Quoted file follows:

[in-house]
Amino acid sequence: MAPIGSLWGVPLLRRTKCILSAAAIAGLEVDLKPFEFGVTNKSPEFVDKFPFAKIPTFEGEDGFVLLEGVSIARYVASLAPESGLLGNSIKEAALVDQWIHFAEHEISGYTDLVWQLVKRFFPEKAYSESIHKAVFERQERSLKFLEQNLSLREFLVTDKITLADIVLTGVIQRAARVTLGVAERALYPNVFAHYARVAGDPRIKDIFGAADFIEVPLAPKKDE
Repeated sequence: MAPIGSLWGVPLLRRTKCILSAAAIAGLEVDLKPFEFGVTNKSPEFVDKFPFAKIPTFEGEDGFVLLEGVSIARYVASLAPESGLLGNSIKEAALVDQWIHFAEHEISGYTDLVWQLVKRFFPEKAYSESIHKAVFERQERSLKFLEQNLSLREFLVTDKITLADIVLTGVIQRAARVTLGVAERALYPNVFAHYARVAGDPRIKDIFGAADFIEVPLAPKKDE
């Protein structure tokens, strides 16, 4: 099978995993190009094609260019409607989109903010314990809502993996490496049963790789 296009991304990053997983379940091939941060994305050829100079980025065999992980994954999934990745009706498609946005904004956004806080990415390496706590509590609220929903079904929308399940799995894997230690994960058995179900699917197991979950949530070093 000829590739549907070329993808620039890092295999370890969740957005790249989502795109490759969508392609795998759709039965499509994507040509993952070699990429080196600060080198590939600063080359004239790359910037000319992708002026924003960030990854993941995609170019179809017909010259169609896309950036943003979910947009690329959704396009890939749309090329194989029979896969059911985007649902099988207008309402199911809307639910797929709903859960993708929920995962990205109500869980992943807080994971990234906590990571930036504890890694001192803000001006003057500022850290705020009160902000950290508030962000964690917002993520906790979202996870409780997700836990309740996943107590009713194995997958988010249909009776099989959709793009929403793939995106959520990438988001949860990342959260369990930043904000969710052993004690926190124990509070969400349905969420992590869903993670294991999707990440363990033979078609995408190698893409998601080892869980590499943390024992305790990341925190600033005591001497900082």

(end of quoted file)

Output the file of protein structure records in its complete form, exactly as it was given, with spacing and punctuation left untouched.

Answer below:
[in-house]
Amino acid sequence: MAPIGSLWGVPLLRRTKCILSAAAIAGLEVDLKPFEFGVTNKSPEFVDKFPFAKIPTFEGEDGFVLLEGVSIARYVASLAPESGLLGNSIKEAALVDQWIHFAEHEISGYTDLVWQLVKRFFPEKAYSESIHKAVFERQERSLKFLEQNLSLREFLVTDKITLADIVLTGVIQRAARVTLGVAERALYPNVFAHYARVAGDPRIKDIFGAADFIEVPLAPKKDE
Repeated sequence: MAPIGSLWGVPLLRRTKCILSAAAIAGLEVDLKPFEFGVTNKSPEFVDKFPFAKIPTFEGEDGFVLLEGVSIARYVASLAPESGLLGNSIKEAALVDQWIHFAEHEISGYTDLVWQLVKRFFPEKAYSESIHKAVFERQERSLKFLEQNLSLREFLVTDKITLADIVLTGVIQRAARVTLGVAERALYPNVFAHYARVAGDPRIKDIFGAADFIEVPLAPKKDE
């Protein structure tokens, strides 16, 4: 099978995993190009094609260019409607989109903010314990809502993996490496049963790789 296009991304990053997983379940091939941060994305050829100079980025065999992980994954999934990745009706498609946005904004956004806080990415390496706590509590609220929903079904929308399940799995894997230690994960058995179900699917197991979950949530070093 000829590739549907070329993808620039890092295999370890969740957005790249989502795109490759969508392609795998759709039965499509994507040509993952070699990429080196600060080198590939600063080359004239790359910037000319992708002026924003960030990854993941995609170019179809017909010259169609896309950036943003979910947009690329959704396009890939749309090329194989029979896969059911985007649902099988207008309402199911809307639910797929709903859960993708929920995962990205109500869980992943807080994971990234906590990571930036504890890694001192803000001006003057500022850290705020009160902000950290508030962000964690917002993520906790979202996870409780997700836990309740996943107590009713194995997958988010249909009776099989959709793009929403793939995106959520990438988001949860990342959260369990930043904000969710052993004690926190124990509070969400349905969420992590869903993670294991999707990440363990033979078609995408190698893409998601080892869980590499943390024992305790990341925190600033005591001497900082």